This is followed by a twerk-a-thon, during which Allen sings about being too smart to use her sex appeal.
Don’t need to shake my ass for you cause I’ve got a brain.
Allen gets to have her cake and eat it too. She calls out the sexism in the music industry while looking as hot as possible. It’s a tough job but someone has to do it and then be ready to pose for the cover of Vogue. Good to have Allen back and, as her creepy agent says in the video, “in fighting shape,” to take on that responsibility.
Thanks to Jen. J. Walker for sending author, podcaster and performer Julie Klausner a link to our article about actress Shelley Duvall. The article is titled “Shelley Duvall: The Update You Didn’t Want” and based on Klausner’s reaction to to it, on the latest episode of her podcast “How Was Your Week,” she clearly didn’t want to find out that, as of 2009, the actress was living in Texas and claming that there were, “aliens living in her body.” The link was sent to Klausner after she and Rachel Lichtman revealed “their mutual desire to be pals with Shelley Duvall,” during a recent segment on “How Was Your Week.”
Before Sunset, the sequel to Before Sunrise, was the rare followup that was even better than the original. That movie ended with Julie Delpy and Ethan Hawke in the middle of a flirtatious moment where they seemed to be on the verge of rekindling their lost love.
Turns out they did, and the recently released trailer for the third film in the trilogy, Before Midnight, shows that they not only rediscovered the spark between them, but ended up getting married and having kids. At this point this series is starting to feel like a reunion for the class of 1994 (when the original movie came out). Is it possible to recapture the magic of the first two movies? Hard to say, although after watching the trailer it’s clear that Delpy’s character still loves to wax philosophical about the state of their lives and relationship. That could get irritating after awhile, even for the most patient among us. What’s always made them a good match is that Hawke’s character has always been good at knowing when to shutup and listen, even when she says stuff like, “I still feel close to you, but I don’t know some I feel like you’re breathing helium and I’m breathing oxygen.” As was the case when Before Sunset was released in 2004, the latest addition of the series will be a breath of fresh air at the multiplex, which has been bombarded lately with lackluster 3D blockbusters.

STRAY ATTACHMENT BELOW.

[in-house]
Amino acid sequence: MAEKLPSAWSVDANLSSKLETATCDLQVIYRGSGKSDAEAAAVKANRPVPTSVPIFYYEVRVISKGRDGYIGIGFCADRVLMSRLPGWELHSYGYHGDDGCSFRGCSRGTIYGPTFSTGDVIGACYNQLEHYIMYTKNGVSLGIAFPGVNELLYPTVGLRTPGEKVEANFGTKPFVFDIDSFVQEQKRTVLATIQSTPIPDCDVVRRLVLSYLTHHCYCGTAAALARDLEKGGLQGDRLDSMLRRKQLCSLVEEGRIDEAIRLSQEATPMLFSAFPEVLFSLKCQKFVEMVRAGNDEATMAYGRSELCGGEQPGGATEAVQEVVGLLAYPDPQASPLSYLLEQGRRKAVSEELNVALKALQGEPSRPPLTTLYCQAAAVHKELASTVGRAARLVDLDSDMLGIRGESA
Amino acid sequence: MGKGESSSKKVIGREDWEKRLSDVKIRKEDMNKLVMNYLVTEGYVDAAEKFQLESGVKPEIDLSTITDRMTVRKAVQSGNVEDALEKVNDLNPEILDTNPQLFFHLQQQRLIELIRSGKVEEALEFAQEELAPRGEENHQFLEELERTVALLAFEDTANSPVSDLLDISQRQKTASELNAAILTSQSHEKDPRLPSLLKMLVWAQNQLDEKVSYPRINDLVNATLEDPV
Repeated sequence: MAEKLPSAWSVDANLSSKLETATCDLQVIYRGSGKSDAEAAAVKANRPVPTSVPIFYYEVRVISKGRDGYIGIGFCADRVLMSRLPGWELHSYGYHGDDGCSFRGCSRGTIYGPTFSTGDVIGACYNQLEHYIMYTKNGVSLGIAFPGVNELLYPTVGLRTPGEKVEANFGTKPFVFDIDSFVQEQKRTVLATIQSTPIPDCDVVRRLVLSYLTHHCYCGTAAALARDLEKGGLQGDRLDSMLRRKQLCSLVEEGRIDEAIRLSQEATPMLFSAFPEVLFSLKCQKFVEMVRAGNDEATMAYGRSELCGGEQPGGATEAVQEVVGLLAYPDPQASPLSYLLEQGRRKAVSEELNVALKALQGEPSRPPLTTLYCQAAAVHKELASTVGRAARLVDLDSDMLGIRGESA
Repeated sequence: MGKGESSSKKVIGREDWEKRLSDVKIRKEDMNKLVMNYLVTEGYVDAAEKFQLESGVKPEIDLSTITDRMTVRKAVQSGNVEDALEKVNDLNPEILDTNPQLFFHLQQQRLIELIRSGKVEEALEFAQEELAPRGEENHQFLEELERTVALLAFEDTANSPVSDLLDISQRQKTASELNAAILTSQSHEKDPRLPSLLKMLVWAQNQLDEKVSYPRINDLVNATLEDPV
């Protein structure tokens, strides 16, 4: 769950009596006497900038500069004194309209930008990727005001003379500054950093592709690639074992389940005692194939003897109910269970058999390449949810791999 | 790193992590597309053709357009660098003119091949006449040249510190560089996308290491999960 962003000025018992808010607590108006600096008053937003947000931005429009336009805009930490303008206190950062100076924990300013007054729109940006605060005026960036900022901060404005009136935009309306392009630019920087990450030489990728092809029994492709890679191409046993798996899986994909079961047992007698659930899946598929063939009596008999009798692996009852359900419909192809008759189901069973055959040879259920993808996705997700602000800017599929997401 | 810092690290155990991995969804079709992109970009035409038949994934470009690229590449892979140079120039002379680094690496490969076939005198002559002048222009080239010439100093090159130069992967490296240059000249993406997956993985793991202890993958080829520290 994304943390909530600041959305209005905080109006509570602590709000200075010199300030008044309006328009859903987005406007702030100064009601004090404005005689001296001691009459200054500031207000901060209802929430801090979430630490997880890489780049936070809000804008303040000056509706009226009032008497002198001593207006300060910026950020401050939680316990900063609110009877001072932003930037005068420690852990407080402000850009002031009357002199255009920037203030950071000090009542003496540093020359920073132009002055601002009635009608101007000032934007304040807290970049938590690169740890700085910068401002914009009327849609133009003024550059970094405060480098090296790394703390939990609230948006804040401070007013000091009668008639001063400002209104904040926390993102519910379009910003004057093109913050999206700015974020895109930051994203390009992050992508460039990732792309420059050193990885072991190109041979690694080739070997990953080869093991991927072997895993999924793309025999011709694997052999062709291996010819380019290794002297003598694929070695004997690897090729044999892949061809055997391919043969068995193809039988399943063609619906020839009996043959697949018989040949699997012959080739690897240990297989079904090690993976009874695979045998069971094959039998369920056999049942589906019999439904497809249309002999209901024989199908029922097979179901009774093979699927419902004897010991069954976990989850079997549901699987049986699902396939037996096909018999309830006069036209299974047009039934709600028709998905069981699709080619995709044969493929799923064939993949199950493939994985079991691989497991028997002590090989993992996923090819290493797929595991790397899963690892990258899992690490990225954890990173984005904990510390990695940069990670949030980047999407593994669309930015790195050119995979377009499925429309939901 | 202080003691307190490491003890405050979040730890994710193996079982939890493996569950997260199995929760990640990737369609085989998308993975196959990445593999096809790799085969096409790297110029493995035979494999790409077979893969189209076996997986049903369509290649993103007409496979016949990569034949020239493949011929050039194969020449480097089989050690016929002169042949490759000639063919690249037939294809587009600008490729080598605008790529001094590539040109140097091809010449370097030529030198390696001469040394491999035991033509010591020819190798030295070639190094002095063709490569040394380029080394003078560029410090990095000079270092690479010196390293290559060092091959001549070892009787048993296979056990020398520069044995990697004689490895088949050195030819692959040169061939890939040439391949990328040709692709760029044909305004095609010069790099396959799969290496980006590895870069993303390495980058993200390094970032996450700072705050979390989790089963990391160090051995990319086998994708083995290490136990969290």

In a recent interview (posted above) Steven Spielberg discussed the upcoming release of Jurassic Park 3D and explained that technology was a natural fit:
Jurassic Park in a sense was shot in my mind in 3D.
As someone who has been skeptical of converted 3D movies, Spielberg’s enthusiasm makes a very good case that the rerelease isn’t just a crass money grab. The director of the summer 1993 blockbuster said that he was inspired by last year’s 3D rerelease of Titanic. …Read More
In his review of Oz the Great and Powerful for the Chicago-Sun Times, Richard Roeper, echoed the sentiments of many (including myself) who were disappointed in the casting, particularly of Mila Kunis, who portrays the Wicked Witch of the West. He wrote:
Margaret Hamilton‘s Wicked Witch in the original “Oz” was the stuff of nightmares for generations. Mila’s Wicked Witch would get her first place for makeup at a Hollywood Halloween party, while her performance is closer to a Razzie than to an Oscar.
What would it look like if Kunis had portrayed the Wicked Witch in the 1939 version of The Wizard of Oz instead of Margaret Hamilton? I put together a video that demonstrates that it might not have worked out very well.